If these artificial environments with models of humans are good enough, they may also be able to bootstrap more accurate models of humans and put them into environments that produce better decisions, so that the initial errors in prediction won't affect the eventual outcomes.

Why we need a *theory* of human values

More to the point, these failure modes are ones that we can talk about from outside

So can the idealized humans inside a definition of indirect normativity, which motivates them to develop some theory and then quarantine parts of the process to examine their behavior from outside the quarantined parts. If that is allowed, any failure mode that can be fixed by noticing a bug in a running system becomes anti-inductive: if you can anticipate it, it won't be present.

Intuitions about goal-directed behavior

Learning how to design goal-directed agents seems like an almost inevitable milestone on the path to figuring out how to safely elicit human preference in an actionable form. But the steps involved in eliciting and enacting human preference don't necessarily make use of a concept of preference or goal-directedness. An agent with a goal aligned with the world can't derive its security from the abstraction of goal-directedness, because the world determines that goal, and so the goal is vulnerable to things in the world, including human error. Only self-contained artificial goals are safe from the world and may lead to safety of goal-directed behavior. A goal built from human uploads that won't be updated from the world in the future gives safety from other things in the world, but not from errors of the uploads.

When the issue is figuring out which influences of the world to follow, it's not clear that goal-directedness remains salient. If there is a goal, then there is also a world-in-the-goal and listening to your own goal is not safe! Instead, you have to figure out which influences in your own goal to follow. You are also yourself part of the world and so there is an agent-in-the-goal that can decide aspects of preference. This framing where a goal concept is prominent is not obviously superior to other designs that don't pursue goals, and instead focus on pointing at the appropriate influences from the world. For example, a system may seek to make reliable uploads, or figure out which decisions of uploads are errors, or organize uploads to make sense of situations outside normal human environments, or be corrigible in a secure way, so as to follow directions of a sane external operator and not of an attacker. Once we have enough of such details figured out (none of which is a goal-directed agent), it becomes possible to take actions in the world. At that point, we have a system of many carefully improved kluges that further many purposes in much the same way as human brains do, and it's not clearly an improvement to restructure that system around a concept of goals, because that won't move it closer to the influences of the world it's designed to follow.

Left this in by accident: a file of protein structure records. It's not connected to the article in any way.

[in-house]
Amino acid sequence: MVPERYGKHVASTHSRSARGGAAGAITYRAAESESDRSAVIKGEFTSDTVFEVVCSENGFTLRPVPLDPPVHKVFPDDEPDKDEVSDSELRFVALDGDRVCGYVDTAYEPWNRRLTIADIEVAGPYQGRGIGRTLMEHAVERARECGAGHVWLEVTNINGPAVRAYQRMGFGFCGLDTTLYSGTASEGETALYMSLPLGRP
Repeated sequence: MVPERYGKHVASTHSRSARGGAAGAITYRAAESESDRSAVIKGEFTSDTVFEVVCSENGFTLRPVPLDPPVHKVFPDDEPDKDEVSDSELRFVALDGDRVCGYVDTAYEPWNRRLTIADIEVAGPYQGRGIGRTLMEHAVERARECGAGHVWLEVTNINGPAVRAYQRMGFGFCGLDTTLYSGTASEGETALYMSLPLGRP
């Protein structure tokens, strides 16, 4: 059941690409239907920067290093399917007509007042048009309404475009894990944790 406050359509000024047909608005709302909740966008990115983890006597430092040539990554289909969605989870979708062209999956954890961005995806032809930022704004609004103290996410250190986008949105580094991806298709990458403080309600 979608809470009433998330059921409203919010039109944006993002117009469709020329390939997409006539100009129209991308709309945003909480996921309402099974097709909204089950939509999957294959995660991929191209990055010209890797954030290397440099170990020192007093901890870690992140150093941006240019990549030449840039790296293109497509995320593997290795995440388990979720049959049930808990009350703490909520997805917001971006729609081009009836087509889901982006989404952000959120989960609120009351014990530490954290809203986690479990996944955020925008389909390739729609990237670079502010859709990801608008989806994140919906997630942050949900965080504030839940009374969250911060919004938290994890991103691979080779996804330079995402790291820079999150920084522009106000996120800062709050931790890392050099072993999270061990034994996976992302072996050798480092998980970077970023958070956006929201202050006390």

Intuitions about goal-directed behavior

My guess is that agents that are not primarily goal-directed can be good at defending against goal-directed agents (especially with first mover advantage, preventing goal-directed agents from gaining power), and are potentially more tractable for alignment purposes, if humans coexist with AGIs during their development and operation (rather than only exist as computational processes inside the AGI's goal, a situation where a goal concept becomes necessary).

I think the assumption that useful agents must be goal-directed has misled a lot of discussion of AI risk in the past. Goal-directed agents are certainly a problem, but not necessarily the solution. They are probably good for fixing astronomical waste, but maybe not AI risk.